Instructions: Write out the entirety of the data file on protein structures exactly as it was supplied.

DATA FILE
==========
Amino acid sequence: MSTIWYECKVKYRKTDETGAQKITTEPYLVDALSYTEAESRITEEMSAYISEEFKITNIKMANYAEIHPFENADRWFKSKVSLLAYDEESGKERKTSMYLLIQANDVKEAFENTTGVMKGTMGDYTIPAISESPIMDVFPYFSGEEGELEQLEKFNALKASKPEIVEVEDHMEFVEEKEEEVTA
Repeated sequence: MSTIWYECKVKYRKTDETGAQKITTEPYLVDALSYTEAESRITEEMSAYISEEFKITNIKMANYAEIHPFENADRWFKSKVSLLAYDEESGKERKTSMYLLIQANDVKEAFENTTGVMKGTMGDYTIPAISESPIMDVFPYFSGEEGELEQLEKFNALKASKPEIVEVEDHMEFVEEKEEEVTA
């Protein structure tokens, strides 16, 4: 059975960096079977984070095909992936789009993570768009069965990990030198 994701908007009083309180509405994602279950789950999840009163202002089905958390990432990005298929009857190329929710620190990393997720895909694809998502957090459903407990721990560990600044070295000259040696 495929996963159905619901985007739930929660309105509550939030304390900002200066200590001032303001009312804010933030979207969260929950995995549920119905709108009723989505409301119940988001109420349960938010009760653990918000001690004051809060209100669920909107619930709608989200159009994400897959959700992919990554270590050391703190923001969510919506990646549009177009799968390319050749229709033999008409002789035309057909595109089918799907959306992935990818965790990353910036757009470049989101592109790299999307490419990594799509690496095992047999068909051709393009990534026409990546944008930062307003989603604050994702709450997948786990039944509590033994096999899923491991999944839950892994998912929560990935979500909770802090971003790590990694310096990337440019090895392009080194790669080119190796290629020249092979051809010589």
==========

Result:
Amino acid sequence: MSTIWYECKVKYRKTDETGAQKITTEPYLVDALSYTEAESRITEEMSAYISEEFKITNIKMANYAEIHPFENADRWFKSKVSLLAYDEESGKERKTSMYLLIQANDVKEAFENTTGVMKGTMGDYTIPAISESPIMDVFPYFSGEEGELEQLEKFNALKASKPEIVEVEDHMEFVEEKEEEVTA
Repeated sequence: MSTIWYECKVKYRKTDETGAQKITTEPYLVDALSYTEAESRITEEMSAYISEEFKITNIKMANYAEIHPFENADRWFKSKVSLLAYDEESGKERKTSMYLLIQANDVKEAFENTTGVMKGTMGDYTIPAISESPIMDVFPYFSGEEGELEQLEKFNALKASKPEIVEVEDHMEFVEEKEEEVTA
């Protein structure tokens, strides 16, 4: 059975960096079977984070095909992936789009993570768009069965990990030198 994701908007009083309180509405994602279950789950999840009163202002089905958390990432990005298929009857190329929710620190990393997720895909694809998502957090459903407990721990560990600044070295000259040696 495929996963159905619901985007739930929660309105509550939030304390900002200066200590001032303001009312804010933030979207969260929950995995549920119905709108009723989505409301119940988001109420349960938010009760653990918000001690004051809060209100669920909107619930709608989200159009994400897959959700992919990554270590050391703190923001969510919506990646549009177009799968390319050749229709033999008409002789035309057909595109089918799907959306992935990818965790990353910036757009470049989101592109790299999307490419990594799509690496095992047999068909051709393009990534026409990546944008930062307003989603604050994702709450997948786990039944509590033994096999899923491991999944839950892994998912929560990935979500909770802090971003790590990694310096990337440019090895392009080194790669080119190796290629020249092979051809010589």